Last week I shared details of my spiritual practice — a practice that has led me to find deeper inner peace and purpose.
This week I explore in detail perhaps the most pivotal part of that practice: praying with a partner. As I reveal the who, what, when, how and why of my personal experience, I hope you will be encouraged to find your own prayer partner and see what miracles appear as a result of this unique and truly special relationship.
One weekend while I was attending a gratitude-healing workshop offered by Dr. Joe Dispenza at Kripalu Center for Yoga & Health, I visited the bookstore and spotted a cover that caught my eye — Prayer Partners: How Praying With Someone Can Multiply Your Blessings by August Gold and Joel Fotinos. I was early in my second cancer diagnosis and needed all the blessings I could get.
I read the entire book before the weekend ended. However, finding a prayer partner didn’t happen as quickly.
I reached out to people I thought might be interested — but the relationship requires a commitment many are not willing or able to make. I trusted that spirit would send me the right partner(s) at the right time.
I eventually connected with several partners — some lasted several months; two have lasted years and continue to this day. If the idea of praying with someone else appeals to you, here are some things to consider:
As I said, it may take a little time to find the right partner, or it may happen right away. Be patient, and the best person for you will appear when you least expect it.
You might consider reaching out to friends, people who attend your place of worship, or family. It should be someone you feel comfortable with and whose temperament and attitude inspires you. Since any relationship can be strengthened and enhanced by praying together, I believe it is a great thing for couples to do together.
Be sure whoever you partner with is open-minded and openhearted enough to accept your concept of and name for “God” or the divine — and also the way you express your spirituality. It is also important to remember that “spirit” is a third partner when any two people pray together.
You are forging a relationship of trust, and emotional and spiritual intimacy. This is a relationship that should be considered unique and the time spent together sacred. It is a relationship between two kindred souls who want the best for each other and themselves; one does not have more power or influence than the other.
There is no right answer as to how often partners should pray together. I have one partner I pray with every Thursday morning at 8:30; and one I pray with every weekday at flexible times. We have been praying together long enough to make this work. However, when first establishing a prayer partnership, I recommend choosing a set day and time that works best for both of you to maintain consistency.
The length of your call should also be a mutual decision. In general, the shorter and more focused the call, the more likely it will fit into your schedule and the practice sustained.
Praying with someone can take place in person, by phone, or through a videoconferencing platform like Zoom. Again it should be based on what works for both people and ensures the success of the relationship.
A suggested format for a call would be a brief check-in followed by a moment of two or silence. You will establish your own rhythm and pattern of who prays first.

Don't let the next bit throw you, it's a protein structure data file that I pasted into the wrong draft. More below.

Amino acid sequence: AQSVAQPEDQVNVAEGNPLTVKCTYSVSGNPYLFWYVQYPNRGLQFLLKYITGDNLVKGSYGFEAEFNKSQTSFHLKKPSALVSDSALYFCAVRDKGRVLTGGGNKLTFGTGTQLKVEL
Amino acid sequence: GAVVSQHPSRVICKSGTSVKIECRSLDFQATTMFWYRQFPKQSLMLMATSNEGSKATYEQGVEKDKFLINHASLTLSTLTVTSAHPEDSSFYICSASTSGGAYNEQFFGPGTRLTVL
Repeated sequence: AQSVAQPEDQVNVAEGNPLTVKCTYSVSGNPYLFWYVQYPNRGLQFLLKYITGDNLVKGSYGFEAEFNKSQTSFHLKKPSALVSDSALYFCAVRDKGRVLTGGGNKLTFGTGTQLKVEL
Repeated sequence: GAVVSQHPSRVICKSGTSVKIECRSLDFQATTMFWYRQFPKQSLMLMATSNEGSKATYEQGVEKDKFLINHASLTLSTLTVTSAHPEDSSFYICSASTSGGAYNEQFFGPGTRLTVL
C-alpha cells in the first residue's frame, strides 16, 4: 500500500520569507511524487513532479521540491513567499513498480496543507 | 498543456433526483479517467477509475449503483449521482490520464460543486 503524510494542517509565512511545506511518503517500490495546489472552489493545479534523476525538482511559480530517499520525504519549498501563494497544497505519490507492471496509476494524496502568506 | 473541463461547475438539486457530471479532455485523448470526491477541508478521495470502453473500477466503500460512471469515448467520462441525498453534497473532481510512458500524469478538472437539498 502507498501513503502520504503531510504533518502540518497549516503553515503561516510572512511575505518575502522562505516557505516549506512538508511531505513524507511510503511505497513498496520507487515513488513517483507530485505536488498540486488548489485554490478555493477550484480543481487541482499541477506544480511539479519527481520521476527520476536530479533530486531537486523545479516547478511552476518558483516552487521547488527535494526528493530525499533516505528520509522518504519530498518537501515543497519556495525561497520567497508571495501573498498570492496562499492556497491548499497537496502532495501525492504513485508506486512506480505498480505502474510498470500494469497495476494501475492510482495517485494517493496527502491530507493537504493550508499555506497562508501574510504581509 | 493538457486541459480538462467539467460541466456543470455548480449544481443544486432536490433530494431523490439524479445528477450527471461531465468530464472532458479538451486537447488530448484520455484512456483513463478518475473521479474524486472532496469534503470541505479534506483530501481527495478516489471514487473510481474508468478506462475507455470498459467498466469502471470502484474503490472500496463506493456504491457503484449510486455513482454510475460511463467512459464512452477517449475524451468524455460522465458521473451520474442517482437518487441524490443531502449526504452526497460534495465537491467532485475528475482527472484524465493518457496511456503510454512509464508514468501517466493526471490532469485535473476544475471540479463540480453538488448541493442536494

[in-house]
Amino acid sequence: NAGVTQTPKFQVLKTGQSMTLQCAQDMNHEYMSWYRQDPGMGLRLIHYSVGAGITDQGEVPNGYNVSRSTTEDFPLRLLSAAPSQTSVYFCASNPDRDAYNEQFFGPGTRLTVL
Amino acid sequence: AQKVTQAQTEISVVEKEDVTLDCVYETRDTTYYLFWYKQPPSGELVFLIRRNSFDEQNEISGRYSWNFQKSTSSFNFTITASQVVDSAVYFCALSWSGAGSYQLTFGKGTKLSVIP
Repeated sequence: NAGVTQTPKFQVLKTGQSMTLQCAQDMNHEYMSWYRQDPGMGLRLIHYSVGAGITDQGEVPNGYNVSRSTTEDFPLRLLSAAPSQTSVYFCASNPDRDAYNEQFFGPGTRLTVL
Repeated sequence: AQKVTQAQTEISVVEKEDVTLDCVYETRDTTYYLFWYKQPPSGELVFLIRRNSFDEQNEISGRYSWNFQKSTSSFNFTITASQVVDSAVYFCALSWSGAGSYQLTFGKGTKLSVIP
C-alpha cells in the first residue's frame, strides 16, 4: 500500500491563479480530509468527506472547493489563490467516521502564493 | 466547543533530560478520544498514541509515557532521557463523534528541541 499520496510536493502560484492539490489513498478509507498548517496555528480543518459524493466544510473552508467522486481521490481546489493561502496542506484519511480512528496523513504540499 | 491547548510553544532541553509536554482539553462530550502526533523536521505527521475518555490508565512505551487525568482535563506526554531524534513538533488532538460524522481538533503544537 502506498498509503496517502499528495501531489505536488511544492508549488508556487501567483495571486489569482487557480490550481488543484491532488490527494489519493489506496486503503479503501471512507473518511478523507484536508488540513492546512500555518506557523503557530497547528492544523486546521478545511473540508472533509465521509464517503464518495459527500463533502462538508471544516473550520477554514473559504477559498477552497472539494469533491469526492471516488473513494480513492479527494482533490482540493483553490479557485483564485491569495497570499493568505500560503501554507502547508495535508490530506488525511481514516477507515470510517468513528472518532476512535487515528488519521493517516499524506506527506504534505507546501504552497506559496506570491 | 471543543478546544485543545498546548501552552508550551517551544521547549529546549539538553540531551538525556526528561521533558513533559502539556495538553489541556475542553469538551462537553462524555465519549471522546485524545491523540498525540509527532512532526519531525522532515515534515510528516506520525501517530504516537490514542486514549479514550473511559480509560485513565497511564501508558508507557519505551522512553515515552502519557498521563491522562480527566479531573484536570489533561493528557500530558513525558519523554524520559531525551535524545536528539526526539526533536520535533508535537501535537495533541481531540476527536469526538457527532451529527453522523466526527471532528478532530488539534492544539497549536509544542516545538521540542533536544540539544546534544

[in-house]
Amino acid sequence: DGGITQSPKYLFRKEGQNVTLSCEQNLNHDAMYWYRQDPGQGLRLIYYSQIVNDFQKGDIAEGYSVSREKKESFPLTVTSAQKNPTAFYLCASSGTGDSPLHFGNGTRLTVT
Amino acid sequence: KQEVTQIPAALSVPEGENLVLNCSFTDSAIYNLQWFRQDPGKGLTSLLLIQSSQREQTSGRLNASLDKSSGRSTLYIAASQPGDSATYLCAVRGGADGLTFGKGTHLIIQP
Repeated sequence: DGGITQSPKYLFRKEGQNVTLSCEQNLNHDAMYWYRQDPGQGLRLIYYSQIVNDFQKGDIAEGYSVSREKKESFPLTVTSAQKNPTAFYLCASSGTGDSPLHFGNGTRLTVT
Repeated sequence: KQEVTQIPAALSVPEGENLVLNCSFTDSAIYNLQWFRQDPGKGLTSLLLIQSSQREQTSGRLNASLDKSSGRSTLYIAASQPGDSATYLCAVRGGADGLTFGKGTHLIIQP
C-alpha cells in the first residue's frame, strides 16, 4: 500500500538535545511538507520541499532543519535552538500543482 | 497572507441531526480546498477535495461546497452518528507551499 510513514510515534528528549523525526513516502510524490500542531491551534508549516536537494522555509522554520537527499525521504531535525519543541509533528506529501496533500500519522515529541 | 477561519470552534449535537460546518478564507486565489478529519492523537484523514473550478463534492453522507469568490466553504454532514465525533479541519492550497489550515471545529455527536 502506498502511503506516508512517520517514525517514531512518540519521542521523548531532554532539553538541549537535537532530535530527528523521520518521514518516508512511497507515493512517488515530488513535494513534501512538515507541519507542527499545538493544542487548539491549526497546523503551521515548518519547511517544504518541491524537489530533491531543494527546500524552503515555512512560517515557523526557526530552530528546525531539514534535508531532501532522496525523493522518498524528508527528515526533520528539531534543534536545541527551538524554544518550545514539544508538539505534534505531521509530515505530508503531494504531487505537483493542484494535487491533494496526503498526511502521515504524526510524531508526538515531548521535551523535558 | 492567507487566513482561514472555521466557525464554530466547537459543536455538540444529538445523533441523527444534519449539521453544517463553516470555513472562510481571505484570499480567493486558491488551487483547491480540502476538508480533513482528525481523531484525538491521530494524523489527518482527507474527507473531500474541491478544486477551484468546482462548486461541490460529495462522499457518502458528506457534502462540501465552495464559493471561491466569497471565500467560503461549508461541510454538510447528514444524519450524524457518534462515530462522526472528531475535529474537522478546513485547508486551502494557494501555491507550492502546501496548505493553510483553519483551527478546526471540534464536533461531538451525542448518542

Whichever one of you prays first, ask the other person how you can pray with him or her ... how you can hold sacred energy for them. The more focused the request, the more powerful the prayer often is. It can be a prayer for yourself, or someone else, or even the world. It can be very specific and petitionary (“please let me get that job,” or “please let the diagnosis be a good one”) or it can be more flexible (“pray for me to be at peace with whatever the diagnosis is”).
The prayer can sound more formal, or more like a conversation with a dear and trusted friend. It can include elements of a guided meditation, such as leading the other person to connect with their breathing and ground themselves in their bodies to prepare, or it can sound more like a traditional prayer. The most important thing is that whatever is prayed for comes from the heart.
For example, one person may ask for prayers around an upcoming meeting they are nervous about having with a co-worker. The person praying might say: “Okay, let’s take that to prayer. As we come into our sacred space together, let us take a moment to connect with our breath, that beautiful life-force energy that flows through each one of us. Let us connect to our bodies, which carry us through our days. From this place, we ask Spirit (or God, the Great Mystery, Creator, etc.) to surround NAME OF PERSON BEING PRAYED FOR with love and light as they prepare for this important meeting. We pray that what needs to be said will be said, and what needs to be heard will be heard with the best of intentions. We acknowledge NAME’s concern about this matter and pray for the best possible outcome. So may it be. Amen.”
Of course it can be even shorter and more focused than that — especially at the beginning when you are becoming comfortable with the process.
There are many reasons why praying someone else can be a transformative and valuable experience — but perhaps the most important is the connection it provides to someone who has your spiritual back and your best interests at heart ... and you have theirs. It is about two people joining in love and support at a time when more love is desperately needed in the world.
My blessing for all of you today is that you find someone to pray with and that you commit to doing it on a regular basis. It changed my heart and life — and I pray it will do the same for you.